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That Startup Life: The Covid Special – Musings of a Technical Co-Founder

That Startup Life: The Covid Special A Technical Co-Founders Journey

For the past few months now I have been working deeply on an incredible opportunity called LittleNewt (https://littlenewt.com) Now on the surface, Automating tax stuff for CPA’s, it may not sound the most thrilling, but building a fully automated system from scratch to do this is a bit more so. A startup is challenging to begin with and we decided to make it a bit harder by throwing a dash of covid into the equation, not by choice certainly, but it is what it is and a covid startup does have some advantages, namely – focus. When there isn’t anything else to do it becomes pretty easy to focus on building something.

In 3 short months, we took a product from an idea and a few notes into an automated platform that does some pretty nifty things from a few different perspectives and stands to be rather disruptive to a market that still looks like the world runs on windows 98. Now that I am coming up for a little air I thought I’d detail a bit about the process, startup life during covid, and general tips, tricks, hacks, ideas, philosophies, and reasonings that lead from an idea to a working product and some of the steps to get there.

When I design systems I like to begin with the idea – what are we trying to accomplish. I have to view the project from as many perspectives of the user as I can muster both internal and external. The idea should be something simple “Automate Tax work” a building block to build out of. If your system is comprised entirely of tiny blocks dedicated to automating tax work then when you finish building something those same properties (and others) should emerge from the finished system. This is how nature operates and how our perception of reality is formed so the benchmarks out there indicate the method works!

After the idea is clear and simple the process is to set the scope – what sort of rules are going to confine our system – what sort of software do we have to use, what sort of interface are customers used to, what other products are doing, does the market place any bounds, regulations, etc. You likely won’t know them all, but having an idea of what sort of barriers you are going to encounter during the process allows for better planning, fewer revisions, and a faster product development cycle.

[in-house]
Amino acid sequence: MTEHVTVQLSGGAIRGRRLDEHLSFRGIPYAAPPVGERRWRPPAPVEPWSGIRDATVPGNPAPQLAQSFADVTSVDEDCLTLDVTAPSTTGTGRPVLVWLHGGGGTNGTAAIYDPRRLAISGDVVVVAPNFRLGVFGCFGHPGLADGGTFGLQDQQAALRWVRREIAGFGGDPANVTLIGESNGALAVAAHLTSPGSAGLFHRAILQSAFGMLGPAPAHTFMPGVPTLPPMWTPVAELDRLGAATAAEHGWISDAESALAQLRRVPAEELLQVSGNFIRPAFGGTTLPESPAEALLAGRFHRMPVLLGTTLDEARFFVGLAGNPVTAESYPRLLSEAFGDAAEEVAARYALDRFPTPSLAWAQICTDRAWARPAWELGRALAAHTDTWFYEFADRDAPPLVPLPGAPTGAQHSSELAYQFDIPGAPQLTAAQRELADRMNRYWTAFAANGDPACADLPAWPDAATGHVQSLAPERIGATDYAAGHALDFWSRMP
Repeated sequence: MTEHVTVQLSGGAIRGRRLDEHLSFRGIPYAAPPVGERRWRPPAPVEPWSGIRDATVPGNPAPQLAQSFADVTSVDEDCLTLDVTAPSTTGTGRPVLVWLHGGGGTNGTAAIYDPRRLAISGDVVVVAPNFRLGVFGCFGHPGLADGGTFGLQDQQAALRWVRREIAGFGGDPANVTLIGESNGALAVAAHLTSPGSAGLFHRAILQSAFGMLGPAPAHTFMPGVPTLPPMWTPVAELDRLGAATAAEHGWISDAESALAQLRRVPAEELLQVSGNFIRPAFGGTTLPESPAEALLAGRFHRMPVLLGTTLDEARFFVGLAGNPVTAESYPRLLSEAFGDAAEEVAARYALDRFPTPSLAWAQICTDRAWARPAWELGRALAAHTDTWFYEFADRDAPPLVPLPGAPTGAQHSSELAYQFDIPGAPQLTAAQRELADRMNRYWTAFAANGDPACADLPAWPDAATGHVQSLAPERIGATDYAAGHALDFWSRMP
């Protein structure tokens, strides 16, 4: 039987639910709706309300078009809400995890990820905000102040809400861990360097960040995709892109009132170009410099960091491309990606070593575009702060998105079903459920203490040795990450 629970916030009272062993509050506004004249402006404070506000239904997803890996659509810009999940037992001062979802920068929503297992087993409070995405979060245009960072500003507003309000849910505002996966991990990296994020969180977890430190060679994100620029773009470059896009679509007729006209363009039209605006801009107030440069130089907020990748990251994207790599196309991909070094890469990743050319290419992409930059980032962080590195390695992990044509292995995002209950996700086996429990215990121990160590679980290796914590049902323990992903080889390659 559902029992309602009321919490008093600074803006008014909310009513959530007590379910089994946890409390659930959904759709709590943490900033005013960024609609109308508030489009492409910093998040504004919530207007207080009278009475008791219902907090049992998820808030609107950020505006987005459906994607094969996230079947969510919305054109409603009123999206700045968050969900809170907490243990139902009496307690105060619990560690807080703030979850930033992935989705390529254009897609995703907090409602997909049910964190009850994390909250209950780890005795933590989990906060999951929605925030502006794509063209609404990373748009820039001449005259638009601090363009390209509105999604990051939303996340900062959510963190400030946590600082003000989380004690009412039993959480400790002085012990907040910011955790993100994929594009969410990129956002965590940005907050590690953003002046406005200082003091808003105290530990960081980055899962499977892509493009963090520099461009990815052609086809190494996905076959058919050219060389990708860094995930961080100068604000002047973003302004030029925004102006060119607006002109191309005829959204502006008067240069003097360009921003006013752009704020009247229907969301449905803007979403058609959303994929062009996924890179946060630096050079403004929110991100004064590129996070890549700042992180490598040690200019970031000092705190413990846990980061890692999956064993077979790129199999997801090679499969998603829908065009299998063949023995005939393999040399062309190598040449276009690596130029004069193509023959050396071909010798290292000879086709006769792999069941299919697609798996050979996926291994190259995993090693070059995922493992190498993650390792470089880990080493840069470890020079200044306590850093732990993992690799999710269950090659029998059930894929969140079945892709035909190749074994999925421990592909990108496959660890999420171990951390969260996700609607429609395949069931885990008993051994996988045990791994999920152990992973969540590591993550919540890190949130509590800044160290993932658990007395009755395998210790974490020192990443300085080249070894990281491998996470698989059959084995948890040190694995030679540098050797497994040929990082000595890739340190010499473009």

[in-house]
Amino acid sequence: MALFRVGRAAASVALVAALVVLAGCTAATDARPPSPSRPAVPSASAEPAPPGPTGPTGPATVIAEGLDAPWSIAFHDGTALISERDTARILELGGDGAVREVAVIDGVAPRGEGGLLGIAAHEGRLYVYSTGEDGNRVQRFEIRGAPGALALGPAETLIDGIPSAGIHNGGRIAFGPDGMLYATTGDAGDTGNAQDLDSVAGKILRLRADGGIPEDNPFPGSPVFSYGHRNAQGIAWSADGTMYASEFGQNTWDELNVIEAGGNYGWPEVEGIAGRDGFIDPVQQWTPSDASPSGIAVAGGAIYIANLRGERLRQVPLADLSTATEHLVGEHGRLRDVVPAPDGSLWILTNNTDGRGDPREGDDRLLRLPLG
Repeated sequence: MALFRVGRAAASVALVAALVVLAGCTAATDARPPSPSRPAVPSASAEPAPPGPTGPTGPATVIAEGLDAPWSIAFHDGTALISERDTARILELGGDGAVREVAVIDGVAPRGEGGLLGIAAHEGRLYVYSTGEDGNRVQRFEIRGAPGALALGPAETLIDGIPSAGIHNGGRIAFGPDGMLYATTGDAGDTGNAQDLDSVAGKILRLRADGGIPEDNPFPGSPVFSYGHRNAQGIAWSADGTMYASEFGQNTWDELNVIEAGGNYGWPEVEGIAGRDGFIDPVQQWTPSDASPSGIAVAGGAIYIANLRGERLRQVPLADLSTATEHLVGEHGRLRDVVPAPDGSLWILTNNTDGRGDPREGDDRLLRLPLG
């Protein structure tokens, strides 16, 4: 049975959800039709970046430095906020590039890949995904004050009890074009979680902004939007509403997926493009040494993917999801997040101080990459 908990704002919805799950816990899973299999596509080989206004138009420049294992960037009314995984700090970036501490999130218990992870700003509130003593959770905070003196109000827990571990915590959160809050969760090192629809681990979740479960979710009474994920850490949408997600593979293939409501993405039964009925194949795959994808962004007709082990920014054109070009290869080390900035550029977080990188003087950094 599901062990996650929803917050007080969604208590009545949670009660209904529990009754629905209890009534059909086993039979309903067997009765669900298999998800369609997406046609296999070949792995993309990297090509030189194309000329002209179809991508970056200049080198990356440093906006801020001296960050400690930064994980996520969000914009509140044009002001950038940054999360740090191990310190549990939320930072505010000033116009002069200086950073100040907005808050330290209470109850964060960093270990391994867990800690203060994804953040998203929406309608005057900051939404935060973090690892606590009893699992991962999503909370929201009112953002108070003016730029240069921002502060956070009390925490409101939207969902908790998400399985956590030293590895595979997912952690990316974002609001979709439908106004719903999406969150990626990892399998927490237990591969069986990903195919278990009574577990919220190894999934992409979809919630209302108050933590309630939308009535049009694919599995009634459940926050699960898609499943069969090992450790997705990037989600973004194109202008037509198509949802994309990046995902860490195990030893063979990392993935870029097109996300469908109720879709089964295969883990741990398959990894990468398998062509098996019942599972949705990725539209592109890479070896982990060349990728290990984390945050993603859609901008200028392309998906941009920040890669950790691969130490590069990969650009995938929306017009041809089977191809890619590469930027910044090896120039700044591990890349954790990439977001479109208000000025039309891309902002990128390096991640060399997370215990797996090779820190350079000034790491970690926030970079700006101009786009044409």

So now the stage is set we’ve defined the terrain and we know the destination now to walk the path – but wait, we’re making the path as we go.

This step of the process I find will define a product, what is our process?

For me, this decision is always easy – I have 20+ years of a litany of skills and know I can develop an MVP solo – it won’t be some work of gorgeous elegance, but it won’t crap out at the first sign of mud either. If you are a technical co-founder or aspiring to be, this is the wheelhouse you want to inhabit. Why? Even if you can put the spit and polish on something your job as the technical co-founder is blazing the trail, not making it look pretty for people to follow you. This process when viewed from above will look like a river moving through the land moving this way and that with thousands of little tributaries branching out (dead ends, not right nows, maybe laters) with the overall path of the river itself representing the system being developed.

Using natural systems as inspiration isn’t exactly new hat, but I find it often overlooked for the flavor of the month acronym, some holy grail 1 stop language, and endless wireframes. Why is there often a disconnect between your technical people and non – especially in startup land? Because there is often a disconnect from reality – we focus so much on the esoteric ideas of our roles that we forget they aren’t so complex – perhaps there is an onus in society that drives this behavior, but as trailblazers, it becomes part of our job description to find the path of least resistance and remove what clutter we can so the waters flow (that’s cash for those of you who have had too much metaphor).

At this stage, the mind will churn and stacks, implementations, off-the-shelf, open-source, and proprietary solutions will begin to mingle and a solution to the problem we just created begins to take shape. Time to do some work and begin building the foundations of your system. Start broad, use off the shelf, and open source as much as possible even if a future iteration will re-write the functionality. Aim to be custom coding as little as possible in the beginning – even if your meta power is super coding you will still bend the knee to the almighty copy & paste find & replace. There is a saturation limit here that will vary depending on your project. Plugging in 120 different libraries may be fine for a prototype, but you should probably refactor the idea for an MVP.

Solving this equation efficiently and elegantly is what defines a technical co-founder and can often directly impact the success of any startup.

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